Finland needs an urgent overhaul of its security of supply, according to a report commissioned by the Ministry of Economic Affairs and Employment that is published a year after the issue was thrust into the spotlight by problems sourcing personal protective equipment (PPE) during the Covid crisis.
Security of supply refers to a country's ability to prepare for and manage potential crises.
The report stated that the National Emergency Supply Agency (NESA), which is responsible for the maintenance and development of Finland’s security of supply, does not seem to have very clear or consistent cooperation with various government ministries.
The report also highlighted ambiguities in how the roles and responsibilities defined by law for those responsible for Finland's security of supply, such as ministries and NESA, are implemented in practice.
According to the authors of the report, "the ministry officials interviewed did not have a clear picture of NESA's general mandate or the importance of the security of supply within the overall context of their own ministry".
NESA's control and management of Finland's security of supply was also criticised, with calls for the agency CEO's powers and responsibilities to be clarified. The report noted that while the agency's board should be very strong, it has in fact remained weak. At the same time, the CEO has gained significant financial authority.
"There have been strong CEOs at NESA who have exercised their independent decision-making and discretion with reasonable vigour within the framework allowed by law," the report stated.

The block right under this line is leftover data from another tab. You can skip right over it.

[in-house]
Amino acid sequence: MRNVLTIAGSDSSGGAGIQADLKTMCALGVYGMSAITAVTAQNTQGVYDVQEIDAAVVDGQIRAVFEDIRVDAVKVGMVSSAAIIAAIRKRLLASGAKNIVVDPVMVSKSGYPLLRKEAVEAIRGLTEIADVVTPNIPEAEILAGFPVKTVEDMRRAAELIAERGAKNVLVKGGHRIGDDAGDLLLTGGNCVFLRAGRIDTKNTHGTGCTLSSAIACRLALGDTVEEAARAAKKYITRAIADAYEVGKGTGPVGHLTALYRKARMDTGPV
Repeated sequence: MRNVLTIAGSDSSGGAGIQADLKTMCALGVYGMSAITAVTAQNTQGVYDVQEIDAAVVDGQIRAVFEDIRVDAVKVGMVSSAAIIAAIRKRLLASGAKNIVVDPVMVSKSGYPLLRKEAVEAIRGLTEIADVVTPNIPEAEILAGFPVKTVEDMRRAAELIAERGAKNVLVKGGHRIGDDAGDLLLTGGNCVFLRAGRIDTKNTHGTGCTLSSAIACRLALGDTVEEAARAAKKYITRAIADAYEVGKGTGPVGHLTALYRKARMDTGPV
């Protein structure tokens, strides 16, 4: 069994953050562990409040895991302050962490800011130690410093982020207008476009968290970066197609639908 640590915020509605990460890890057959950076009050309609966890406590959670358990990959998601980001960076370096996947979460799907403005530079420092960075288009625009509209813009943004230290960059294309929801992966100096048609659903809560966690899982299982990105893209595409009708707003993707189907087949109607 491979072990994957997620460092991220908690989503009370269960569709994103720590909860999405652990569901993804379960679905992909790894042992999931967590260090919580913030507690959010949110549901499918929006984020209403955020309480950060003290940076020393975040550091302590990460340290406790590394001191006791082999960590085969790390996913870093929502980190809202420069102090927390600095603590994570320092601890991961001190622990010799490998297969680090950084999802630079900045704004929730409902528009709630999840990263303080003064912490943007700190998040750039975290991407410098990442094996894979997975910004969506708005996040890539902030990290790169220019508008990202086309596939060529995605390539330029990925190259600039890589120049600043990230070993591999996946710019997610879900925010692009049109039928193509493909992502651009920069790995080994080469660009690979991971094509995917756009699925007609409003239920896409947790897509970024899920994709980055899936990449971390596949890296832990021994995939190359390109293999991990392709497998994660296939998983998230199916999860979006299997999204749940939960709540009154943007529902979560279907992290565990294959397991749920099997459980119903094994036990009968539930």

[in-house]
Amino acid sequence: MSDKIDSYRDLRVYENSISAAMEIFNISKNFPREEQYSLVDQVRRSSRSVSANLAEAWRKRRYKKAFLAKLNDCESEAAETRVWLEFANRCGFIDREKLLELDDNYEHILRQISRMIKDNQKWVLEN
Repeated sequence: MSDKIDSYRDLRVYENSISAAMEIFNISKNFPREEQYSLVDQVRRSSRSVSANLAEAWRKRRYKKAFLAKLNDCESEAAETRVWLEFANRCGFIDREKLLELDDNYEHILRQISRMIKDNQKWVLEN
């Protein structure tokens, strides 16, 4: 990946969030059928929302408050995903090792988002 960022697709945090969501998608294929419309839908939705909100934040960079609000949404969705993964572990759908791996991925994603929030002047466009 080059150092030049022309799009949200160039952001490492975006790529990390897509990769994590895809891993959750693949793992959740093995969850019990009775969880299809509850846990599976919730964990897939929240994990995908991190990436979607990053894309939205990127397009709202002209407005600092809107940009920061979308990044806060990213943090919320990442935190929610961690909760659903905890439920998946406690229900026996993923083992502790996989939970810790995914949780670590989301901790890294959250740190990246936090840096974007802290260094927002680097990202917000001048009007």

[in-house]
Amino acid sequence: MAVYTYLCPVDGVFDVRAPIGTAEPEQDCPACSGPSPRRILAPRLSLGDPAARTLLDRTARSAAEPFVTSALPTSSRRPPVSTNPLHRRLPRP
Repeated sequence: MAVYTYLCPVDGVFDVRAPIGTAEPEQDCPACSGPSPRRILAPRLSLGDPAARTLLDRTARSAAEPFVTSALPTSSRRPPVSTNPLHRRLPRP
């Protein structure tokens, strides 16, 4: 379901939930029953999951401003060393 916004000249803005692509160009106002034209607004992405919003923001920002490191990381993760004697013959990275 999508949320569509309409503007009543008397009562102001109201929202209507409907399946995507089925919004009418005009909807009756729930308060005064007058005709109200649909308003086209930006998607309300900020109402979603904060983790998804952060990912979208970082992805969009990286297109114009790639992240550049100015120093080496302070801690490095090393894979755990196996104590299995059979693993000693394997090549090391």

Report "not a statement" on handling of Covid crisis
The report further noted a lack of transparency in the use of Finland's National Emergency Supply Fund.
"The multi-annual financing of programme activities through the fund by decisions of the NESA Board does not comply with the spirit of the State Budget Act and the principle of budget transparency," the report said.
According to the Ministry of Economic Affairs and Employment, the report is an assessment by an independent external expert group on NESA operations and the nation's security of supply. The introduction to the report emphasised that this is not a statement on the agency's performance during the coronavirus crisis, but the assessment is part of a wider context in which the ministry evaluates agencies and institutions more broadly.
NESA was heavily criticised last spring for spending ten million euros of public money on protective equipment that either was not delivered or not fit for use, leading to the resignation of the then-CEO Tomi Lounema. Subsequent reports revealed that the agency was aware of a supplier's tax debts when it handed over 4.9 million euros for defective equipment.
The National Bureau of Investigation (NBI) announced last month that the investigation into the purchase of the faulty masks was being forwarded to prosecutors, and that three NESA employees are suspected of official abuse of trust.